Updated at 12:45 a.m. ET Friday
Some of Beirut’s residents, angered by their city’s seeming negligence that led to this week’s deadly warehouse explosion, took to the streets late Thursday to demand reform.
Near parliament, Lebanese security forces fired tear gas as they clashed with anti-government protesters.
In the central square of Beirut’s mostly destroyed downtown, a group of Lebanese, some carrying shovels to dig through the debris, shouted, “The people want the fall of the regime.”
The protests came as authorities in Lebanon detained 16 people as part of an urgent investigation into the enormous explosion that devastated Beirut’s port area and much of the city on Tuesday. The blast has been traced to an estimated 2,750 tons of ammonium nitrate.
Judge Fadi Akiki, a government representative at the military court, said more than 18 people have been questioned so far, including port and customs officials, according to Lebanon’s state news agency.
There are currently 16 people in custody, Akiki said, while others remain under investigation.
Tuesday’s blast killed at least 137 people and injured thousands more. Emergency crews have been working to find all the victims, sifting through rubble and collapsed structures.
French President Emmanuel Macron made a heralded visit to Beirut on Thursday, saying he was there to offer support to Lebanon’s people – but not necessarily to its government.
“This explosion is the beginning of a new era,” Macron said, describing French disaster aid as a catalyst for political reform.
“Lebanon is in need of change and of a new political contract,” he said. Macron added, “I am not here to support the state or the government; I am here to support the Lebanese people.”
Well-wishers and passersby seemed to return the sentiment as crowds gathered around Macron when he surveyed the damage in Beirut’s streets. Many vented their fury at Lebanon’s leaders.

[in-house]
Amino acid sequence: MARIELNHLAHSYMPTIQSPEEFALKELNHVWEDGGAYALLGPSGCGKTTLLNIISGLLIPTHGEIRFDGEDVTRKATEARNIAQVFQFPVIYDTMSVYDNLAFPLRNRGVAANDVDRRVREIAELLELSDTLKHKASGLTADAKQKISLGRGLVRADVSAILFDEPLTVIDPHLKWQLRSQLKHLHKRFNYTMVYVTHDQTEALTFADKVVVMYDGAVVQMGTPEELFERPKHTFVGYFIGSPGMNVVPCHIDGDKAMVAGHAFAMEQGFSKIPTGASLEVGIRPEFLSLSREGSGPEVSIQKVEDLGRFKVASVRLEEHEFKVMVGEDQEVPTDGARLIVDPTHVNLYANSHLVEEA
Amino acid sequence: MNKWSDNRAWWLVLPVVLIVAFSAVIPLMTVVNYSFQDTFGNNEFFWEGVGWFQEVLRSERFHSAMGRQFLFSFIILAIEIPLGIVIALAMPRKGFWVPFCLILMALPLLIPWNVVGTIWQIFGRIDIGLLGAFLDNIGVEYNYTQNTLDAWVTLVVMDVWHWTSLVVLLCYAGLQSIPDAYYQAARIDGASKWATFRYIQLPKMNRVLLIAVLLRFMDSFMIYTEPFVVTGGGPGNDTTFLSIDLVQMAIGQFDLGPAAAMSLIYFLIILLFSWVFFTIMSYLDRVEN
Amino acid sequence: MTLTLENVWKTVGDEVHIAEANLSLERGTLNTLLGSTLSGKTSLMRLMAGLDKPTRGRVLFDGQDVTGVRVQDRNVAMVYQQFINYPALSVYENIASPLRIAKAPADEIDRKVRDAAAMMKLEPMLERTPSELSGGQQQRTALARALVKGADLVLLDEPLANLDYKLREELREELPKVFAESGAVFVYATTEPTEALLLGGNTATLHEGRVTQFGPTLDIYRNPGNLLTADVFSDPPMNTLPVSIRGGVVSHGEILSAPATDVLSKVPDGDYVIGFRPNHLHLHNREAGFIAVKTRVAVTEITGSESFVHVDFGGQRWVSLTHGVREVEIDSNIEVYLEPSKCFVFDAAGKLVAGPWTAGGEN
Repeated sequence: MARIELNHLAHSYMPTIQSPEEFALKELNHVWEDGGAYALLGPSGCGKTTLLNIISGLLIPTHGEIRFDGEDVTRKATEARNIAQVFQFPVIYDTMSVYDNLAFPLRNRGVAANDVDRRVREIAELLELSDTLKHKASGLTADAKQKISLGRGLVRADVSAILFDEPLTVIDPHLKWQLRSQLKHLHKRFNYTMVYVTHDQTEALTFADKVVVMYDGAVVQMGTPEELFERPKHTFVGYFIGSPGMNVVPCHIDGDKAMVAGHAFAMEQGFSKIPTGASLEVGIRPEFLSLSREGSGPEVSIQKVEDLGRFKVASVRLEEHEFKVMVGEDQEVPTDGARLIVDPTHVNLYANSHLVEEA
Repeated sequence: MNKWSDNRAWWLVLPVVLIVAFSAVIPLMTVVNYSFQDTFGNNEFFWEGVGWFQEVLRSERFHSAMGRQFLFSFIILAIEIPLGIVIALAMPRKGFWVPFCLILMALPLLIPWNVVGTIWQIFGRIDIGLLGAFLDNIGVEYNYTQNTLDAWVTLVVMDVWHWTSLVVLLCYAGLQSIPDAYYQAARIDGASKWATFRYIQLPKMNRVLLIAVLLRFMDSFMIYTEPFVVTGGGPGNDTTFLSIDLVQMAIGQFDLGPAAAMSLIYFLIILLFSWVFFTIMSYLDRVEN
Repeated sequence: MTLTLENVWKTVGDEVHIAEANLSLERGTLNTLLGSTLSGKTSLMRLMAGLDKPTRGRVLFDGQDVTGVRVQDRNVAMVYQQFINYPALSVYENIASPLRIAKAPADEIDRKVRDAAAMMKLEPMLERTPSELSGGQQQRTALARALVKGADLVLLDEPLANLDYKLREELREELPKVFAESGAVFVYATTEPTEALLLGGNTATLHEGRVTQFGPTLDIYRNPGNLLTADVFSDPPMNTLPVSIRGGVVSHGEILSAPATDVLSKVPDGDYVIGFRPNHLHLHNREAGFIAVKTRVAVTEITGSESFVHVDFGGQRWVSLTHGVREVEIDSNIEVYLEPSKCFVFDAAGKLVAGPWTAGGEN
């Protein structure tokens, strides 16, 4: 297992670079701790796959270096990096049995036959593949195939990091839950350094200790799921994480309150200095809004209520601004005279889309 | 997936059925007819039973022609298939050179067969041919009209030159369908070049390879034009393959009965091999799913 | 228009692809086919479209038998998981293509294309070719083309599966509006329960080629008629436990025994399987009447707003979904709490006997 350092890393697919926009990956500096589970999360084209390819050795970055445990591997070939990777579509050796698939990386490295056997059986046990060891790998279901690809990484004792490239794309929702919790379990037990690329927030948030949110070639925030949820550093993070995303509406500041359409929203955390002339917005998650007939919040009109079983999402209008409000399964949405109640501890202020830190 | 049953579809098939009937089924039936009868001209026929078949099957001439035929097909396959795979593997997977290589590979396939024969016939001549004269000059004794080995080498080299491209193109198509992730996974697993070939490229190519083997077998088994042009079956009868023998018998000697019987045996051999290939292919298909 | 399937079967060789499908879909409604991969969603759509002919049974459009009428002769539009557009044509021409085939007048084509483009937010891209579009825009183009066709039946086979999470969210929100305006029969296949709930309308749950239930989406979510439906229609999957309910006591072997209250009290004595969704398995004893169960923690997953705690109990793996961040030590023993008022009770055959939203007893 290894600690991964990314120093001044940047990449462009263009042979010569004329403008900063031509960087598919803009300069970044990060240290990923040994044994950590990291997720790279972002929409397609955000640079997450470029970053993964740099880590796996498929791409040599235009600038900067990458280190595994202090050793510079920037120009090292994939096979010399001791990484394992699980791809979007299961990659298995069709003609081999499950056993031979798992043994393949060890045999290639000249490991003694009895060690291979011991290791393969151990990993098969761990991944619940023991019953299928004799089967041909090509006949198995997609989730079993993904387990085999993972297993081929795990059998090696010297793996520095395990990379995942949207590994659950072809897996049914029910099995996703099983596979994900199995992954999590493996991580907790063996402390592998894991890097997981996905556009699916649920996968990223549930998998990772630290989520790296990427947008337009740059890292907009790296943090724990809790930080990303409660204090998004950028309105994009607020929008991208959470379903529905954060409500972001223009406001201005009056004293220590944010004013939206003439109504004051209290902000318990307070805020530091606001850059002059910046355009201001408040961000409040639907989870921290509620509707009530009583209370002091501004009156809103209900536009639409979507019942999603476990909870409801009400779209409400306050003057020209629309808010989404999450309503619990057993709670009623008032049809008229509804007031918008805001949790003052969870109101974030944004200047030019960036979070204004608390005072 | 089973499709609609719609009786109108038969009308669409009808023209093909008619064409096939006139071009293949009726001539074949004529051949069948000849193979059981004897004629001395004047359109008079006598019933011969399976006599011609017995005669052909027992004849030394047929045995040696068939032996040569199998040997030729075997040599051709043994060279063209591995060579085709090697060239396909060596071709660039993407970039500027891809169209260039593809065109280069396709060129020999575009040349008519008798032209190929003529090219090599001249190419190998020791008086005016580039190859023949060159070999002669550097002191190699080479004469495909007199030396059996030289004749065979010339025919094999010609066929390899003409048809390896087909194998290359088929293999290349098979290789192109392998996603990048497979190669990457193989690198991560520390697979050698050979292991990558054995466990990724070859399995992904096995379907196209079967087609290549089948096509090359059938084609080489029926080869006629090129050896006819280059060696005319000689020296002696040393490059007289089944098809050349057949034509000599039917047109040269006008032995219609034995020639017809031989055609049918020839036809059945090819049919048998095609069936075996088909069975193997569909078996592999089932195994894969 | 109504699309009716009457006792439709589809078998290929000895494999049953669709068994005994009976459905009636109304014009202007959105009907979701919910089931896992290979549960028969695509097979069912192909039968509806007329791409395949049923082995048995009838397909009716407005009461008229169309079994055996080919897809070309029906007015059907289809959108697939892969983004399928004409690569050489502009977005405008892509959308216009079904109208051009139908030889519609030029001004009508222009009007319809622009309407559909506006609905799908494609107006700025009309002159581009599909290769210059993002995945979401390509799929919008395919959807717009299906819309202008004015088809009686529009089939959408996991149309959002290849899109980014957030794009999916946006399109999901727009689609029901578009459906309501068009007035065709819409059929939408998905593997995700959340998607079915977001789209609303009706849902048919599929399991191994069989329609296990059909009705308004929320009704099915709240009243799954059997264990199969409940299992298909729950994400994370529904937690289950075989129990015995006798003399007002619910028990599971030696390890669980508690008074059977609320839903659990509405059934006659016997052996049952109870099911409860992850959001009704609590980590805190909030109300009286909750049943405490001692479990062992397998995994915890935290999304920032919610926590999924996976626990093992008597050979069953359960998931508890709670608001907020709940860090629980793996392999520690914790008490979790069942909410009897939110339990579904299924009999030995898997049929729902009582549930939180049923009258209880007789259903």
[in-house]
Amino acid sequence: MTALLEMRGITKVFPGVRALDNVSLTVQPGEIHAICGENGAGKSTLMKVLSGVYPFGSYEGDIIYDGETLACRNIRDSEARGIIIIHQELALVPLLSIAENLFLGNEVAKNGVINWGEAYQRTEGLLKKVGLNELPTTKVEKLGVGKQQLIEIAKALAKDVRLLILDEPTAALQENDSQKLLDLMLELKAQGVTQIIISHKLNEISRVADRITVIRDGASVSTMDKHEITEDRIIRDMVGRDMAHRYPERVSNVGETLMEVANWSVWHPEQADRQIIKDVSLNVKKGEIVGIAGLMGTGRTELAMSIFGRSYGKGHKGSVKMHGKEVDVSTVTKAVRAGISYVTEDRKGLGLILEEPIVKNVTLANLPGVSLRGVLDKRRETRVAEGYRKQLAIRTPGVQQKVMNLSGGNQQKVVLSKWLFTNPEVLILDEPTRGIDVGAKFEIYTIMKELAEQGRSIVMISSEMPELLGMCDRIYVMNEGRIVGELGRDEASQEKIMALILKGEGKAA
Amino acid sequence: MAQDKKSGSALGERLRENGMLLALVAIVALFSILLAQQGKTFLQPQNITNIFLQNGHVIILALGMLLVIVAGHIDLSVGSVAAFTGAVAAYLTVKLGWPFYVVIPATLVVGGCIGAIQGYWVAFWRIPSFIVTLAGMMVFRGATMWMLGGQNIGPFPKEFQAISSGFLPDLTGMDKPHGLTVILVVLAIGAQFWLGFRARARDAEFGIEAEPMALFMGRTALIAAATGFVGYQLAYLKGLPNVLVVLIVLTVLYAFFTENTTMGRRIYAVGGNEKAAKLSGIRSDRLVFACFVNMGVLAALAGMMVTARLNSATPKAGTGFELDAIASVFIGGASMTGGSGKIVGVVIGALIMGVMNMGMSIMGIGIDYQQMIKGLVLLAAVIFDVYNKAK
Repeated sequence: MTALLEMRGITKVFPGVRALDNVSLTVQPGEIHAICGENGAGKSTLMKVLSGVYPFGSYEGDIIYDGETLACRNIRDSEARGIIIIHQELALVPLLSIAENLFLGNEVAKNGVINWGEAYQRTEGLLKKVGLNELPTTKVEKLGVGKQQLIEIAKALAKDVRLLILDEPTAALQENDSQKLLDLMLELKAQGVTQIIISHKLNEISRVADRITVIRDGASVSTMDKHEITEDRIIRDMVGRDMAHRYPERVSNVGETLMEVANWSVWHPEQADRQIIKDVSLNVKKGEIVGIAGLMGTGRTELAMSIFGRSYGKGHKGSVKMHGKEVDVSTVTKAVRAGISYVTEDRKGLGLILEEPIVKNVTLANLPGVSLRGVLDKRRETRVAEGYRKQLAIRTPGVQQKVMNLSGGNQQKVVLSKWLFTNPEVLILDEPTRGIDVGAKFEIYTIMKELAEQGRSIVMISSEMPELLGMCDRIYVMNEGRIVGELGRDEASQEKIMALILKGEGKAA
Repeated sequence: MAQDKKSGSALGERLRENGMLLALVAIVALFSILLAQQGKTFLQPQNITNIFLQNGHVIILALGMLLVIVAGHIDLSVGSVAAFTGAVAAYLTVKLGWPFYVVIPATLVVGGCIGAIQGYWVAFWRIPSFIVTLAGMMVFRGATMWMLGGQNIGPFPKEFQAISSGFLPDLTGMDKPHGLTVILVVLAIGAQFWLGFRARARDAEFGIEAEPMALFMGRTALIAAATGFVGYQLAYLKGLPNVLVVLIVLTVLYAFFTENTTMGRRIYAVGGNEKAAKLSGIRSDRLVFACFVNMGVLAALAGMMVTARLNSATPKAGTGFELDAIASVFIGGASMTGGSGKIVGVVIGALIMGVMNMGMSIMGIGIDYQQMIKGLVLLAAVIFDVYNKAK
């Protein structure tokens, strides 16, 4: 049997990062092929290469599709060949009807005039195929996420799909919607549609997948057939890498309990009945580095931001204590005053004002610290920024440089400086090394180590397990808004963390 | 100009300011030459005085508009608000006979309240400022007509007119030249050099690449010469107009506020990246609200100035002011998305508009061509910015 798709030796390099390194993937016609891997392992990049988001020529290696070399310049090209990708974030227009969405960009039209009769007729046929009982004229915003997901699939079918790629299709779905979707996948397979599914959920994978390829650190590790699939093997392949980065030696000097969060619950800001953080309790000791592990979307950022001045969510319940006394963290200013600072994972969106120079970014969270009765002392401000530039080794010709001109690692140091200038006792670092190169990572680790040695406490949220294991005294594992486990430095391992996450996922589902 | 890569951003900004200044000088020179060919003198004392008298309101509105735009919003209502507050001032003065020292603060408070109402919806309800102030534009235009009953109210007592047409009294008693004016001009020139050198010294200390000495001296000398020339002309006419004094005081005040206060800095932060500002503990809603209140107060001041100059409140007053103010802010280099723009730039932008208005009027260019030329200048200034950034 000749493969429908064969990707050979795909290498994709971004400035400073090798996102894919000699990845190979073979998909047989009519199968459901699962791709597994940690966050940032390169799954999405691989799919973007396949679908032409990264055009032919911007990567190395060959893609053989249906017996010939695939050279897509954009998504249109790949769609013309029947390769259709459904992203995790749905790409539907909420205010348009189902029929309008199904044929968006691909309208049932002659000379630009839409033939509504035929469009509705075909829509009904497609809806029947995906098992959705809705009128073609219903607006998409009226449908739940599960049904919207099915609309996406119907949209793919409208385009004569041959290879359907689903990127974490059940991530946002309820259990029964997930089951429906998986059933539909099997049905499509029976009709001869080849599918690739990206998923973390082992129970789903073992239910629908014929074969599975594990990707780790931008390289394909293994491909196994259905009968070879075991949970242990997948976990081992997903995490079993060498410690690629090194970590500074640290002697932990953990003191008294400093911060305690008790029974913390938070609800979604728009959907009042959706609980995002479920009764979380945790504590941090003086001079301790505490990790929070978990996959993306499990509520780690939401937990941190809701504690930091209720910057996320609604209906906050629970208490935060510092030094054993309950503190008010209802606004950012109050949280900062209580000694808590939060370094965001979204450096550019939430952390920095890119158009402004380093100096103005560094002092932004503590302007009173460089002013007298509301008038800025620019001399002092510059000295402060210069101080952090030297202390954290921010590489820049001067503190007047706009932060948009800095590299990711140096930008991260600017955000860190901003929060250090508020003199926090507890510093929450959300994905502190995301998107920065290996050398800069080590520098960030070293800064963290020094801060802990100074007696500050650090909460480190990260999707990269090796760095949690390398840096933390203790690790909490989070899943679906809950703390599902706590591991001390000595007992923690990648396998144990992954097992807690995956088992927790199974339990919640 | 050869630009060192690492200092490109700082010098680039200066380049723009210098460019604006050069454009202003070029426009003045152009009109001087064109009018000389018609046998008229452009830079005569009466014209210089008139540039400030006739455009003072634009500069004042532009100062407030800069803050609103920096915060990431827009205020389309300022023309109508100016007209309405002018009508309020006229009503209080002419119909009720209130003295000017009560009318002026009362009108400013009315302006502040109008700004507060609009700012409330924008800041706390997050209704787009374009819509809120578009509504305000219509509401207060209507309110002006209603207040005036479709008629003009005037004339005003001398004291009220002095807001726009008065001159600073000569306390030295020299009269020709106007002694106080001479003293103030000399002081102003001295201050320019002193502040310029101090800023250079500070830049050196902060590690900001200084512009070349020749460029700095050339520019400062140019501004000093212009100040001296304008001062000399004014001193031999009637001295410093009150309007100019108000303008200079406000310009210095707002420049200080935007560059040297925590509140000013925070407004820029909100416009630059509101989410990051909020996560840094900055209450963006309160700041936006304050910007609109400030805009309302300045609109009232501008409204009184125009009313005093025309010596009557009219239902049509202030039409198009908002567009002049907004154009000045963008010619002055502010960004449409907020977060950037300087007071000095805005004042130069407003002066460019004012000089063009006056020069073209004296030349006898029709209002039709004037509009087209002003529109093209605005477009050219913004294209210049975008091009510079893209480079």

“Down with the regime!” Beirut residents chanted as Macron’s group moved through the city.
The thousands of damaged buildings include NPR’s bureau in Beirut. The bureau’s landlord is an architect who has spent his career restoring traditional Lebanese homes, NPR’s Ruth Sherlock said.
“He watched much of his life’s work be destroyed in the blink of an eye,” Sherlock said Thursday on Morning Edition. “And he said, ‘You know, Lebanese are used to damage from the country’s 15 years of civil war. But this destruction was like the destruction of all of the civil war in a single moment.’ ”
Ammonium nitrate like the material stored at the warehouse is used for a range of purposes, from making fertilizers to powering bombs. Lebanon’s leaders said the ammonium nitrate had been stored under dangerous conditions for years.
“It seems the ammonium nitrate may actually have come on a ship that made an unscheduled stop at the Beirut port in 2013 because of technical difficulties,” Sherlock said. “And then it was abandoned by the Russian businessman who leased it. Apparently, customs officials appealed six times to Lebanese courts for guidance on what to do,” warning of the risk of keeping a dangerous substance in the crowded city.
Those details support suspicions that the explosion was not the result of an attack but simply the result of negligence.
Many countries are sending emergency supplies and workers to Lebanon; on Thursday, aid-carrying planes came from Tunisia, Italy, Russia and Morocco. Humanitarian groups are also rushing aid to people.
Nearly 80,000 children are displaced by the disaster, according to an estimate from UNICEF.
The powerful blast also damaged at least 12 health care facilities – and destroyed a children’s hospital in the Karantina area, the aid organization says. It adds that 10 containers’ worth of personal protective equipment was also destroyed at the port – which had operated as a key entry point for goods and aid for Lebanon.
“UNICEF is supporting the local authorities and partners, said Violet Speek-Warnery, the group’s deputy representative in Lebanon. “Our teams have been working around the clock to support people affected with much-needed assistance.”
Describing the catastrophe’s effects, Oxfam’s Lebanon policy lead, Bachir Ayoub, says the damage was “unimaginable,” and the recovery will take years.
“Lebanon was already struggling to cope. The economy has been in a tailspin, the local currency has lost approximately 80% of its value, and the last month has seen a dramatic increase in coronavirus cases with hospitals already under pressure,” Ayoub said.
“People whose homes have been damaged or completely destroyed will not be able to access their money to start to repair or rebuild, and essential items like wheat and medicine will soon be scarce, as the Port of Beirut, the major storage and supply point, has been obliterated. A massive effort will be required to recover.”
NPR’s Ruth Sherlock contributed to this report.